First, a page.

Write a Theater Review | Artopia

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How do you decide if you want to go to a particular movie or play or concert? You probably talk with your friends about it. But chances are you also read a review online, in a newspaper or magazine, or listen to a critic on the radio or TV. Critics are an important part of the performing arts world. Here's a chance for you to try out your critical skills by writing a review of one of the Artopia theater productions.

Read a Sample Review

Read this review of "A Lesson Before Dying" by Romulus Linney, based on the novel by Ernest J. Gaines. It was a production of The Workshop Theatre in Columbia, South Carolina.

Workshop Theatre presents unforgettable 'Lessons' in grace 
By Jeffery Day,The State Newspaper Staff Writer

"A Lesson Before Dying" at Workshop Theatre is what we should expect from drama. But plays like this have become so rare that we forget that. "Lesson" makes us remember the power that is possible on stage. Written by Romulus Linney, the play is based on Ernest Gaines' acclaimed novel.

A young man, Jefferson, has been scheduled to die in the electric chair in 1948 Louisiana. His godmother wants his former teacher, Grant Wiggins, to teach Jefferson to face his death like a man.

It comes as no surprise that Jefferson inadvertently gives lessons to Wiggins, his godmother, the preacher come to save his soul, and even those who will kill him. What is a surprise is that the tables are turned slowly, with great grace of word and action.

In her directing debut at Workshop, Jocelyn Sanders brings a professional touch to the show, which if not handled precisely could sink into maudlin sentimentality and stereotypes. She and the talented cast bring Gaines' complex, conflicted characters to life.

As the barely literate Jefferson, Wil Glover II moves from the barely human (he's been told he's no more than an animal) to a kind of simple and pure holy man. Maxwell Highsmith plays his teacher Wiggins, a not completely sympathetic character who is battling his own demons, defeats and desires. Celeste Moore as Jefferson's godmother Emma Glen is only on stage for a few scenes, but she is a quiet, commanding presence.

John Morlan as a deputy spends much of the play reading the newspaper, but his is one of the most important roles and he shines in it.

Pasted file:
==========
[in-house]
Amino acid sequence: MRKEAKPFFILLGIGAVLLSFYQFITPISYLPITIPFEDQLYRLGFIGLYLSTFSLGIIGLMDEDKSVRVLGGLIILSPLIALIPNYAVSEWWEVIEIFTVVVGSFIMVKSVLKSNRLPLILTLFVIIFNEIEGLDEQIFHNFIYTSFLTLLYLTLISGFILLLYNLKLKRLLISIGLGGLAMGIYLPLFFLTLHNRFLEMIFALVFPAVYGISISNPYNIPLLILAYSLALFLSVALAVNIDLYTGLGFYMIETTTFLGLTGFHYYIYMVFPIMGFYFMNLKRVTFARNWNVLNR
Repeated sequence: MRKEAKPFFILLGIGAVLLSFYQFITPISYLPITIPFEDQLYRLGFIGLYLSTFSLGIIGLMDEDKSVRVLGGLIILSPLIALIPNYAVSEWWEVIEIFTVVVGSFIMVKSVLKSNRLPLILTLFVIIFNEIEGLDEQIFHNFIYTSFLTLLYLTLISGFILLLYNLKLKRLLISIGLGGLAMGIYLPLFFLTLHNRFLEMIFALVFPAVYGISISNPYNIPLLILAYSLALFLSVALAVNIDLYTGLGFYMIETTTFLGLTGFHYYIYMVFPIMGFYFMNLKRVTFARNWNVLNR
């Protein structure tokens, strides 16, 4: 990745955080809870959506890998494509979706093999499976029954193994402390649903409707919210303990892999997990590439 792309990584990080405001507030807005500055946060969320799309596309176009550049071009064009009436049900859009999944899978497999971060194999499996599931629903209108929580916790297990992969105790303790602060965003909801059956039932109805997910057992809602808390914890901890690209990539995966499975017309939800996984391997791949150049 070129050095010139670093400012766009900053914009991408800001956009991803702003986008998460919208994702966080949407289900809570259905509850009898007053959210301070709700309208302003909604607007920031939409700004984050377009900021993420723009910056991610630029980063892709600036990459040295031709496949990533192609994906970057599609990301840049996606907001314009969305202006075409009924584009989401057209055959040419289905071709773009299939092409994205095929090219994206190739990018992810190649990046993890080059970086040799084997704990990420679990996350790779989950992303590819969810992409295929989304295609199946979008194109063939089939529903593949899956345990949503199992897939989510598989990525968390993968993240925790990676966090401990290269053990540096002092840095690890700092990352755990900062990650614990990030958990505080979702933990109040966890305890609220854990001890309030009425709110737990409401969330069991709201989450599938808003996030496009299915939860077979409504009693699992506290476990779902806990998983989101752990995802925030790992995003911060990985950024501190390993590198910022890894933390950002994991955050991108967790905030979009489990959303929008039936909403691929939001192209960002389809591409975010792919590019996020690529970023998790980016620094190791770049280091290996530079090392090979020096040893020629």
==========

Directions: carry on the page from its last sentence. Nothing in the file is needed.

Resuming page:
Like Wiggins, the Rev. Ambrose is also not an easy character to like. He carries the message (the one white ministers brought before him) that this world is suffering, but the next will be better. As Ambrose, Curtis McNeil Jr. could have overdone it - this is a preacher after all - but doesn't. Like McNeil, Jeff Smith as the sheriff knows how to play a colorful character without making him a cartoon.

The play doesn't try to dazzle the audience (although the set is excellent) or even entertain it in a conventional sense. It's all substance.

The review, written by theater critic Jeffrey Day, was published in The State newspaper on January 29, 2005. 


Write Your Own Review

Pick one of the Artopia theater videos and watch it several times. Keep in mind that these are scenes, not entire productions. Also, they are very different from one another, so they have to be judged by different standards.]

Follow these steps to write your review. You do not have to put your ideas in this order, but try to include at least one paragraph on each of the themes.

  1. Begin by writing a Headline and Byline. Give your review a title - that's your headline. The byline is your name.
  2. Introduction - This should include the name of the production, type of play - comedy, drama, musical, etc. - and the performing group .
  3. Theme - Describe the main subject matter or message of the play. What is the playwright's purpose ? Does is succeed? Does the play add something to your understanding and experience of life?
  4. Technical Aspects - Write about the lighting, the set, the costumes and the sound . How does each one affect the atmosphere of the play? Do they work together, or do they work against each other?
  5. Acting - Are the actors convincing? Are there any outstanding performances ? Do the actors make their relationships clear?
  6. Directing - Is the blocking - the movement of the actors - appropriate to the play? Is the stage picture balanced ? Are any aspects of the production confusing?
  7. Your Opinion - Discuss how you feel about any aspects of the play, but give reasons to back up your opinions and beliefs.

This exercise is based on a lesson plan developed by Indira Cureton-Cummings of Chapin High School, Chapin, South Carolina.